Everyone on God's
Everyone except me.
It's not that I dislike it, but I'm more aware than ever that it signals Winter's imminent descent. He's extra mean here in Ohio, what with the lake effect snow and all.
And dude, I feel like Summer was a total gyp. I had already lost my flip flop tan-lines by late June.
In other Fallish news, our puny, infantile Japanese Maple trees are trying to toughen up as the temperatures dip. It's been pretty cold here at night, and I can hear their knees knocking from my bedroom window. Keeps me up.
I have already started to dream up my Christmas decor.
Meanwhile, I'm still trying to just accept that it's fall.
I miss summer.
I'm sorry. I do this every year.
I'm always late to the game. It takes me forever to come around.
And once I do, I like it. I don't want to pack it all up again.
It doesn't help that I feel a little sorry for November. And Thanksgiving.
My point is, I don't really dig Christmasy things at Thanksgiving. Still I like it all done by then.
November is not Winter even if you can see your breath in the morning and there's talk of flurries by the weekend.
My other point is...
I'm a slow-poke.
I don't set out to redecorate for the seasons, it just happens. Very slowly.
Without warning, I realize I need to groove with the new rhythm. So, while I'm not necessarily an advocate for pulling out all the stops and redecorating every time the air changes, change is meant to be celebrated, right? I dig around in the closets and basement. Here's the cool thing about being a human on this good earth: We get to experience all of life. It's all ours, the crazy and the mundane, the parts that squeeze our souls right into our hearts and the parts that cause us to take literal the phrase, "stick a needle in my eye".
Today has been a mixed bag.
It's one thing to tool around when the lights are all on and the trees are flamed out in the fiercest golds and the blushy hot oranges. I've seen the good parts of my life on those days. I can picture myself there, under the glare of the September sun.
It's a completely different thing to drive around after dark, the November wind howling around, chasing itself through the naked trees. Those gangly trees spook me. The streetlights were mostly gone.
It makes me sad. It makes me want to run back to the very beginning, back before I knew what I know.
The doubts fall around me like the leaves and the rain.
As I drive through the dark streets, I shove the doubts down, because I know they aren't the truth.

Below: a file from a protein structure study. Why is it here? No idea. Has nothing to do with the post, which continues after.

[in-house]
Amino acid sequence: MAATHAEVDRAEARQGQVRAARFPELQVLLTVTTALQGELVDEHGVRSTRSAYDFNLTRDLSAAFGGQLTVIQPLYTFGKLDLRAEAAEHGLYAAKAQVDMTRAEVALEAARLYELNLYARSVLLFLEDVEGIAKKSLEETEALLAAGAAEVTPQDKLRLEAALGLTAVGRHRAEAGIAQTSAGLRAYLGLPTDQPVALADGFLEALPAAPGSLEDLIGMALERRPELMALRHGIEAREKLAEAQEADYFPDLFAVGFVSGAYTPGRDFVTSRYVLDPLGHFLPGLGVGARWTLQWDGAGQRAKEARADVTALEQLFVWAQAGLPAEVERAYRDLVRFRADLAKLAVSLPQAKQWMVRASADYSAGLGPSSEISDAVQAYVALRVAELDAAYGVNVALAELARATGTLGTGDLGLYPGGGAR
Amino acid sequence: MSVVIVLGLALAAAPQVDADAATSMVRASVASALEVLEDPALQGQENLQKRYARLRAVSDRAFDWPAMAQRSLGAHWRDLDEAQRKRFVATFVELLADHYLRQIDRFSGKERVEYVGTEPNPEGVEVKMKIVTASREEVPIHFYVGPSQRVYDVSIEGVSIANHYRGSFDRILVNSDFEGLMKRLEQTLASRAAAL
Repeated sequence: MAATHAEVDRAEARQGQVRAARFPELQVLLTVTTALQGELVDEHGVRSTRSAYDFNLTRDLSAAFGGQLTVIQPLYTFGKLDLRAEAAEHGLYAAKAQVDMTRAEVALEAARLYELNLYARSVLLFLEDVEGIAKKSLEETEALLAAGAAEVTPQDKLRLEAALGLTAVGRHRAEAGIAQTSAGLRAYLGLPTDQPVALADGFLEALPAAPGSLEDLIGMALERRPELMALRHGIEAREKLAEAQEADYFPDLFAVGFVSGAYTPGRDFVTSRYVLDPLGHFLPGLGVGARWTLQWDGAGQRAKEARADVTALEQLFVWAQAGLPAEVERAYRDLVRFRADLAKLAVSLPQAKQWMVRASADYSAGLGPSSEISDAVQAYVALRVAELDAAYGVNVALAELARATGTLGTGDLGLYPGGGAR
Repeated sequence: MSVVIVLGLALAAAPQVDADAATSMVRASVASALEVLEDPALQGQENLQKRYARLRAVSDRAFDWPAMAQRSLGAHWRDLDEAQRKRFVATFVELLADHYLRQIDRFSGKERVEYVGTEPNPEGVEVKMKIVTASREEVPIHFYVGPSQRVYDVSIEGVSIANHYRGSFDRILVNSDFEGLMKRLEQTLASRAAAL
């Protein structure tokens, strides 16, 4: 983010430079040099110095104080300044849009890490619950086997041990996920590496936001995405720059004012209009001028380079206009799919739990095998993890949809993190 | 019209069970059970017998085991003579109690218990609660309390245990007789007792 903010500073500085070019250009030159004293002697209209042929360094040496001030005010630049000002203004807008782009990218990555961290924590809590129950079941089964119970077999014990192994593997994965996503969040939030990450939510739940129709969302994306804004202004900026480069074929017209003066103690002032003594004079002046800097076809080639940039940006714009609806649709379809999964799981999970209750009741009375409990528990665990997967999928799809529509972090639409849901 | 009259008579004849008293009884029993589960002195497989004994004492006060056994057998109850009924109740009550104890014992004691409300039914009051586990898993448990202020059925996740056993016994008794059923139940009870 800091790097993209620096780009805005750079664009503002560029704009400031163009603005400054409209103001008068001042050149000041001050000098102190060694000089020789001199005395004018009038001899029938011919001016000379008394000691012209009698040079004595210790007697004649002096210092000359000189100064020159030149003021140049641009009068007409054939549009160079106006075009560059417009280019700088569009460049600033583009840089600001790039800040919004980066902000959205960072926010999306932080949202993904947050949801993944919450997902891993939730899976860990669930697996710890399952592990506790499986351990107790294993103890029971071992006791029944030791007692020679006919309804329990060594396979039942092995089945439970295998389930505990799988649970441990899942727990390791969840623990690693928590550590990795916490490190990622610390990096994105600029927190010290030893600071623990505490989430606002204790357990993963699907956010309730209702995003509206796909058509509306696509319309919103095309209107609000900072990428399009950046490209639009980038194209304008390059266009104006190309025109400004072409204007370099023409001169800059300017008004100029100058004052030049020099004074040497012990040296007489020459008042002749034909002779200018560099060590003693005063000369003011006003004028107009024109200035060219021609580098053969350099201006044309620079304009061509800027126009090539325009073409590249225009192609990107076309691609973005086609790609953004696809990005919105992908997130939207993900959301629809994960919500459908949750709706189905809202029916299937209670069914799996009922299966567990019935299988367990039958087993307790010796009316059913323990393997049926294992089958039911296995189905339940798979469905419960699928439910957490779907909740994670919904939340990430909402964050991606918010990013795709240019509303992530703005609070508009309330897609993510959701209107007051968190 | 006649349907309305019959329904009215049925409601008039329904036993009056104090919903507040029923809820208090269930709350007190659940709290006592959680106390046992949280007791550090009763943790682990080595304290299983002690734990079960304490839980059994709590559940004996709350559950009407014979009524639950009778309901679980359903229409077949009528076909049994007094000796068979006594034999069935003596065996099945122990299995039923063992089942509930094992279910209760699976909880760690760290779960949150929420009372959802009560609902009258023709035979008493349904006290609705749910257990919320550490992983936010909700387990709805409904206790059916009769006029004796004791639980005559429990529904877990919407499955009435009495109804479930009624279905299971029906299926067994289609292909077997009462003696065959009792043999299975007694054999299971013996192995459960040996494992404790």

In that moment, I am getting a little taste of real life. But wishing real life could always be a pretty thing doesn't make it so.
I don't know what it is about change of seasons, but it always brings my heart to its knees, at some point or another, with nostalgia as thick as honey.
It's a good thing. It's a bad thing.
It's a good thing. Life can be a crazy-cat complicated. It can be big and nervy and maybe a smidge terrifying at turns, but in the end, you're still there with your heart in your lap.
Life feels too big and too pinchy-tight so much of the time, but I'm still just making my way through, eating cereal for dinner and shaking my head over insignificant things. It takes the pressure off, somehow. I'm only human, and I am frail and often weird. Am I the only one who finds this fascinating and wonderful? Tell me I'm not.
Silky Chocolate Pudding
Serves 6 to 7
1/4 cup cornstarch
1/2 cup sugar
1/8 teaspoon salt
3 cups whole milk
6 ounces semi- or bittersweet chocolate, coarsely chopped (or 1 cup good chocolate chips)
1 teaspoon pure vanilla extract
Combine the cornstarch, sugar and salt in a medium saucepan, Slowly whisk in the milk, in a thin steam at first so that lumps don’t form, then more quickly once the cornstarch mixture is smoothly incorporated. Place over medium-low heat and stir occasionally, scraping the bottom and sides. Use a whisk as necessary should lumps begin to form. After 10 minutes or so (slower over lower heat is better, to give the cornstarch time to cook), before it starts to simmer, the mixture should begin to thicken, enough that it will coat the back of a spoon. Add the chocolate, and continue stirring for another 2 to 4 minutes, until chocolate is fully incorporated and mixture is quite thick. Remove from heat and stir in the vanilla.
If you’re concerned about lumps: Run mixture through a fine-mesh strainer.
Distribute among individual pudding cups or one large serving bowl, and chill until it is cool and set, about 2 to 3 hours.
If you dislike pudding skin: Put plastic on top of the pudding and smooth it gently against the surface before refrigerating.
Do ahead: Pudding is good for 3 days in the fridge but nobody I know would allow it to last that long.